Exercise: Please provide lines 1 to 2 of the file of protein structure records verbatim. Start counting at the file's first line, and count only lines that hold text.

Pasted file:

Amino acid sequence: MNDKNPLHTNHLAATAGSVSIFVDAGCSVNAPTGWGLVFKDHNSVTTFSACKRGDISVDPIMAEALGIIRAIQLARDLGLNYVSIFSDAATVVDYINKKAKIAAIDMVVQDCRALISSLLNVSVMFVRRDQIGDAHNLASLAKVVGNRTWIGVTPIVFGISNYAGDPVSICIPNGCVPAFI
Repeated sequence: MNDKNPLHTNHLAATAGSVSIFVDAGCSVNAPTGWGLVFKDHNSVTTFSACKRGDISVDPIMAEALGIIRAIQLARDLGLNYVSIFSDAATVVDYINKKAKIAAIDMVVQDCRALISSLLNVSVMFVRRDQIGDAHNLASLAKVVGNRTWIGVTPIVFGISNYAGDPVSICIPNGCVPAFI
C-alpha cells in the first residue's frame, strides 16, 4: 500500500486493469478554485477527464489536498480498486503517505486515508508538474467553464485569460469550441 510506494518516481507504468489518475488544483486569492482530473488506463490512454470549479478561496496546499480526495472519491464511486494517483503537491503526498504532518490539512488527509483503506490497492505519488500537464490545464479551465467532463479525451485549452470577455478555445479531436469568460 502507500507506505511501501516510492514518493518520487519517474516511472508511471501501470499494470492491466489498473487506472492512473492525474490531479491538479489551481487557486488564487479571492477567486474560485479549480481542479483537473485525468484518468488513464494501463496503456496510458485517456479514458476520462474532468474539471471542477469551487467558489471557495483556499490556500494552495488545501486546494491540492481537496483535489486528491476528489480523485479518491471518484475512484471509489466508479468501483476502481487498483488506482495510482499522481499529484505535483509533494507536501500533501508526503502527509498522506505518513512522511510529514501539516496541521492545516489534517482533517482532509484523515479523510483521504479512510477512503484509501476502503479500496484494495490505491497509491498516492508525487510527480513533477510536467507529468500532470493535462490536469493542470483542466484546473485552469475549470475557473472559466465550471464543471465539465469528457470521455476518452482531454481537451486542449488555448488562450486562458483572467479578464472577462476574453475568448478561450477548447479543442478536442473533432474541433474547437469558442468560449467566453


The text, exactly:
Amino acid sequence: MNDKNPLHTNHLAATAGSVSIFVDAGCSVNAPTGWGLVFKDHNSVTTFSACKRGDISVDPIMAEALGIIRAIQLARDLGLNYVSIFSDAATVVDYINKKAKIAAIDMVVQDCRALISSLLNVSVMFVRRDQIGDAHNLASLAKVVGNRTWIGVTPIVFGISNYAGDPVSICIPNGCVPAFI
Repeated sequence: MNDKNPLHTNHLAATAGSVSIFVDAGCSVNAPTGWGLVFKDHNSVTTFSACKRGDISVDPIMAEALGIIRAIQLARDLGLNYVSIFSDAATVVDYINKKAKIAAIDMVVQDCRALISSLLNVSVMFVRRDQIGDAHNLASLAKVVGNRTWIGVTPIVFGISNYAGDPVSICIPNGCVPAFI